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Natural gas market update to end 2017 - EIA

Gasoil News - Published on Tue, 02 Jan 2018

Image Source: Wikimedia
1. We continue to drop, prices have fallen nearly 20% since November 10

2. January contract expires today and stood at just USD 2.64 per MMBtu as of yesterday (prices this morning are now up to USD 2.73)

3. Remember, last year January contract expired at $3.93

4. These are the lowest numbers we have seen since February, and there is no USD 3 gas on the board until January 2021

5. EIA latest forecasts has Henry Hub prices averaging $3.12 this year and $3.24 in 2018

1. In short, it just hasn’t been cold enough for an extended period of time to up prices

2. Per the American Gas Association, 10 of the 12 weeks since October 7 have been warmer than normal

3. But, the 6-10 day map is blue and dark blue in the eastern half of the country, meaning colder weather is coming (Chicago will be in the teens over the next week, with NYC in the 20s) although pretty normal temps forecast after that

1. We had a 182 Bcf withdrawal reported last week, which was significantly above the 125 Bcf mark for the five-year average

2. We are now 5% below where we were last year for gas inventory, and 2.4% below the five-year average

3. The coming withdrawal reported tomorrow is expected to be about average (~115 Bcf), but a huge withdrawal of possibly over 210 Bcf is expected to be reported next week, way above the five-year average of 99 Bcf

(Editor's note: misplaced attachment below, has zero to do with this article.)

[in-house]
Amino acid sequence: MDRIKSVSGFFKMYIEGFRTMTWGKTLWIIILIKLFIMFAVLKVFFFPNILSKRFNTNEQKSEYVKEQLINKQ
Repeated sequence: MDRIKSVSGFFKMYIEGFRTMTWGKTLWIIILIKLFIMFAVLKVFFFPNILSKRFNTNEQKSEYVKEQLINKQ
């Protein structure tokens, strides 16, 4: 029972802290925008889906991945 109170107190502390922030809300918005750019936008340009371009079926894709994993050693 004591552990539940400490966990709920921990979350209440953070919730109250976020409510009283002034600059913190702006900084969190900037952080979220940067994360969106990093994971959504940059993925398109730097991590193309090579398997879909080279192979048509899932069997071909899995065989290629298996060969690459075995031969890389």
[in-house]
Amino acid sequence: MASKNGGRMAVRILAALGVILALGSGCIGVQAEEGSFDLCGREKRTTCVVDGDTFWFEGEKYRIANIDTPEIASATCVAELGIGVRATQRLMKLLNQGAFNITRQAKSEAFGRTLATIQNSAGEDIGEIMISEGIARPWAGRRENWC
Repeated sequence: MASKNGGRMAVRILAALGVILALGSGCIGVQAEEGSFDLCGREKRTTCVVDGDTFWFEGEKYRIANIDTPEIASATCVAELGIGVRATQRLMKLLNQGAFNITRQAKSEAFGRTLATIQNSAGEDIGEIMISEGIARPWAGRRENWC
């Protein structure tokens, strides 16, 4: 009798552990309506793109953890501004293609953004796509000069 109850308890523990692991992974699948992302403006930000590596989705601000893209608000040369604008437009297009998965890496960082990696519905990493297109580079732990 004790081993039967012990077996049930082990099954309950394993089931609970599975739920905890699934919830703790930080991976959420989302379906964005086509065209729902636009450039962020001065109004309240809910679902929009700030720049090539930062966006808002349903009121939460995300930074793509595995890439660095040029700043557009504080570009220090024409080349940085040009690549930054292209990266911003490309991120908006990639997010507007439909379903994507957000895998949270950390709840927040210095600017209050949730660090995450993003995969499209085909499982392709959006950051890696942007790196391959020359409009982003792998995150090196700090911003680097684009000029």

4. So the storage deficit has started to slightly grow again, and the current gas market could easily flip

1. Just over a week ago, total gas demand for this December was about 6% lower than where it was last December, but some colder temps have pushed our demand this month to being about 1-2% lower

2. Total gas demand is expected to increase about 18-20% in the next two weeks to around 120 Bcf/d based on more heating

3. Piped exports to Mexico have reached historic levels of 4.5 Bcf/d in recent days but are still being blocked by infrastructure constraints, with LNG feed gas use still hovering in the 3 to 3.3 Bcf/d range (Cove Point, our second LNG export facility, starts commercial operations in early-2018)

1. US gas production has been at the 77-78 Bcf/d range, compared to 70-71 Bcf/d for the first half of the year

2. We are now at the highest gas production level ever and highest oil production levels since 1971 (the latter critical to helping associated gas output in Texas)

3. Don’t forget that more demand begets more production, so the largest incremental demand market of exports will help increase production – with more pipelines and higher prices themselves helping to increase output as well

4. Let by Appalachia producing 26.4 Bcf/d in January, rising production is clearly the lid on the gas market, and EIA has us averaging a whopping 80 Bcf/d next year, compared to 73 Bcf/d this year – going forward, our production should increase about twice as fast as our demand

5. Now closing in on producing 2.2 Bcf/d, don’t sleep on the oil-based Bakken play in North Dakota for gas, up from 1.6 Bcf/d a year ago – although more pipeline capacity and gas plants are needed in the region.

Source :

Posted By : Rabi Wangkhem on Tue, 02 Jan 2018
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